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Industry reacts to FCA's access to insurance report

Industry reacts to FCA's access to insurance report | Insurance Business

Industry reacts to FCA

A year ago the Financial Conduct Authority (FCA) called for insights on access to travel insurance particularly when it comes to both former and current cancer patients. Now the regulator has published its feedback statement after receiving 64 written responses from large insurers, trade bodies, specialist providers, and consumer organisations.

“Most stakeholders accepted that it could be difficult for consumers who have, or have had, cancer to find affordable travel insurance,” the watchdog said in its feedback statement. “There were differing views as to why this is the case. There are a number of complexities, for instance, to assessing the various risk factors in combination with ever-evolving medical screening tools.

“The responses showed that the travel insurance market appears to be segmented between mainstream and specialist providers. Mainstream providers had a limited appetite to insure more serious medical conditions. Specialist providers were prepared to insure consumers with these conditions even with terminal diagnoses.”

The report shone a spotlight on the issue of signposting, noting an apparent lack of high-quality information on options available to consumers following a high quote or cover refusal. “This can, incorrectly, cause consumers to assume that they are uninsurable,” said the FCA.

In addition, the gathered views pointed to a lack of transparency around how premiums are calculated and the risk factors that drive quotes – making it difficult for prospective policyholders to understand whether the quote was a true reflection of their condition.

“There were also responses that highlighted premiums quoted by these specialist providers were usually, in some cases with more granular medical risk assessments, lower than the mainstream providers,” noted the regulator. “Consumers often were unaware of the lower premiums offered by specialist providers.”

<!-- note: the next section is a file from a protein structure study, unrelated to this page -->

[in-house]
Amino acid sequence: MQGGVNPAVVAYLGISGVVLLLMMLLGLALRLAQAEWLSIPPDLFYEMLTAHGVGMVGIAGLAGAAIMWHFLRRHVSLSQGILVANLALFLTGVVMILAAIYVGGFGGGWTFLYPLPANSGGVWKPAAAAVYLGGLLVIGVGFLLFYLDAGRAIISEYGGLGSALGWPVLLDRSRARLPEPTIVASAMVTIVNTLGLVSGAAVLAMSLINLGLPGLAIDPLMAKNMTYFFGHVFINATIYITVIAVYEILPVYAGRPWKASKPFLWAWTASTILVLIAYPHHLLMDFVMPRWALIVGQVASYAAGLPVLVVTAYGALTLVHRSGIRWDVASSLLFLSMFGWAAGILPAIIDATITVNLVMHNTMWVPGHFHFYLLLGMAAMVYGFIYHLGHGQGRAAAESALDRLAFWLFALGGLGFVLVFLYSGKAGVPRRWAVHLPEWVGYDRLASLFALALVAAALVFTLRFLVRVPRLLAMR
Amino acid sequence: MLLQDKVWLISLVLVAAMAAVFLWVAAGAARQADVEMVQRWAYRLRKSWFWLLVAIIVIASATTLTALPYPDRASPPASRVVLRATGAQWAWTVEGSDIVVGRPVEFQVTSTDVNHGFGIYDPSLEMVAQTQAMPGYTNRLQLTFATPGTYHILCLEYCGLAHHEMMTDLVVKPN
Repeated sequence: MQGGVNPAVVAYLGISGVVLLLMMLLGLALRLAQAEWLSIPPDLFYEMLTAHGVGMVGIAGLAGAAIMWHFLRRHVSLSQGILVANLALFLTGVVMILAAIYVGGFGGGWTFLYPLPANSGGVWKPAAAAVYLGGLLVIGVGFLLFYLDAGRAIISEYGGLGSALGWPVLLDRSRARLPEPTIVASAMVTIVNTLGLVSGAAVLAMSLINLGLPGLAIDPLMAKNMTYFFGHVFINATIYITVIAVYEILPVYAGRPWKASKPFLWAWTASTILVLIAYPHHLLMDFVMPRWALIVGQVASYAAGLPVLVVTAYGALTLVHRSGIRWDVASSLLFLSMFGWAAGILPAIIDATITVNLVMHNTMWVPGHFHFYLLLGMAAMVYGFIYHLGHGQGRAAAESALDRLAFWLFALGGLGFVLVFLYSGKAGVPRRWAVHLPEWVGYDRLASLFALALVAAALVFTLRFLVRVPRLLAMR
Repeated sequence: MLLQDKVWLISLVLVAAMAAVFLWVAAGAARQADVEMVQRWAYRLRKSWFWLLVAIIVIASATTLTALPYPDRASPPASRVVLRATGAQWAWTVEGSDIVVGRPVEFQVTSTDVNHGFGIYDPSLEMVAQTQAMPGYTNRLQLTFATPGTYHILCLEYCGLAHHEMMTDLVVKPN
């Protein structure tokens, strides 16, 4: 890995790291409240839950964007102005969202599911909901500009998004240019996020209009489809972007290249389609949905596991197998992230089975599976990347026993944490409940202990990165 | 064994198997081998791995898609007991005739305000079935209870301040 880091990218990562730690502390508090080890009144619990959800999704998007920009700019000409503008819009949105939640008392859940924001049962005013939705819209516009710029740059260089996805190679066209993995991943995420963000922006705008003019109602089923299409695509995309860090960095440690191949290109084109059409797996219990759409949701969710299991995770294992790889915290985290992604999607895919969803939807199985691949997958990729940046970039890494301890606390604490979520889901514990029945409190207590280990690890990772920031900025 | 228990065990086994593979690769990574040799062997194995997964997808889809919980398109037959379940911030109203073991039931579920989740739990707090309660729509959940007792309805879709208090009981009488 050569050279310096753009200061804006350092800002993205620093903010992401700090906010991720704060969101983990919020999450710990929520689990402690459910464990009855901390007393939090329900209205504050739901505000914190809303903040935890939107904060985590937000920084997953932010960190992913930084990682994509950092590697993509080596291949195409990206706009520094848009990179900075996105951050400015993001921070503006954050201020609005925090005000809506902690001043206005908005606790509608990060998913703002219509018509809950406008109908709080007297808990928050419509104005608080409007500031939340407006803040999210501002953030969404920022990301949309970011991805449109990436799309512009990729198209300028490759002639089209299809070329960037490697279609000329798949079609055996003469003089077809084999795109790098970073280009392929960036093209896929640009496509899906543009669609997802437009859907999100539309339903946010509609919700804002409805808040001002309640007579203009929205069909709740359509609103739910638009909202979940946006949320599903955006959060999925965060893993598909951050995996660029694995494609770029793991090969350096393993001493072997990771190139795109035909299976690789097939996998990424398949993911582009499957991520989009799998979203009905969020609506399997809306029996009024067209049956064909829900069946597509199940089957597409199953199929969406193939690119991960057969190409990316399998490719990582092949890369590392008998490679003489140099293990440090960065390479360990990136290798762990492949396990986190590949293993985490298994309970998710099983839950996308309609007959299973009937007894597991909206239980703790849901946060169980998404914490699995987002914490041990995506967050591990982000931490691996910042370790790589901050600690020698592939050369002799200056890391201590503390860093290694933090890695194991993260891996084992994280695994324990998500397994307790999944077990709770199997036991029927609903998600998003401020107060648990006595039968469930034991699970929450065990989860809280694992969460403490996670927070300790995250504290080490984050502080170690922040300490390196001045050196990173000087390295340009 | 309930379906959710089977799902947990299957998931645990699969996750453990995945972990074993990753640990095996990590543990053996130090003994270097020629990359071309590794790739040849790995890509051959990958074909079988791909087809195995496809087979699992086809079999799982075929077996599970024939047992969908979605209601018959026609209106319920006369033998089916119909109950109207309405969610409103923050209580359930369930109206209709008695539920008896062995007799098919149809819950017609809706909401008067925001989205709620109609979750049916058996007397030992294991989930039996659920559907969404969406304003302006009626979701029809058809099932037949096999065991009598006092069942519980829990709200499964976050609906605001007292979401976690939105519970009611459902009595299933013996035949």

To bring about a positive outcome for consumers, the FCA said it will be working with key stakeholders to implement a new signposting service. This will address consumers’ difficulties in finding competitive and appropriate insurance brought about by the lack of awareness about the alternatives.

A welcome development
Following the release of the FCA report, the likes of the Chartered Insurance Institute (CII) and the British Insurance Brokers’ Association (BIBA) have shared their thoughts – committing to work together towards the goal of making travel insurance more accessible to consumers with pre-existing medical conditions.

“We welcome the regulator’s call to improve access to insurance for people with cancer and other health problems,” commented Melissa Collett, professional standards director at the CII. “One in three people living in the UK are likely to get cancer at some point in their lives and it is absurd that this large group are prevented from travelling because they cannot get insurance or, worse, forced to risk travelling without it.

“Many people living with cancer and those in remission live healthy and full lives and we should be doing all we can to support them in this.”

Travel Insurance Facilities Group (tifgroup) managing director Richard Smith concurs, adding that the current signposting service is not targeted enough and that hopefully its limitations are taken into consideration when launching a new service in order to effect real change.  

“We are pleased and encouraged that the FCA has listened to the travel insurance profession and has found that change across the industry is needed so it can be more inclusive in its approach to offering cover for those with medical conditions,” said Smith, whose firm is among the largest travel insurance providers in the UK.

BIBA, for its part, vowed to work with the watchdog and other industry stakeholders. Currently the trade body runs what it described as “a successful Find-A-Broker Service” which saw its specialist provider members receiving over 550,000 enquiries in 2017. 

“We have been calling for wider signposting in our Manifesto to help customers and improve financial inclusion,” said BIBA executive director Graeme Trudgill. “We have long identified that the biggest challenge is awareness and that more providers need to actively engage in signposting.

“We believe that BIBA has a leading role to play because we have specialist insurance brokers in our membership with the insurance solutions that customers need, and improved signposting will enable more customers to access cover.”

Trudgill, whose association has engaged with Macmillan Cancer Support, thinks BIBA is “well placed” to share its knowledge and experience to help establish a service that incorporates the whole market.

“The sector needs to work together to find solutions for customers who have different needs, and improving signposting would help enable more people to be covered for the moments that matter,” added the CII’s Collett.


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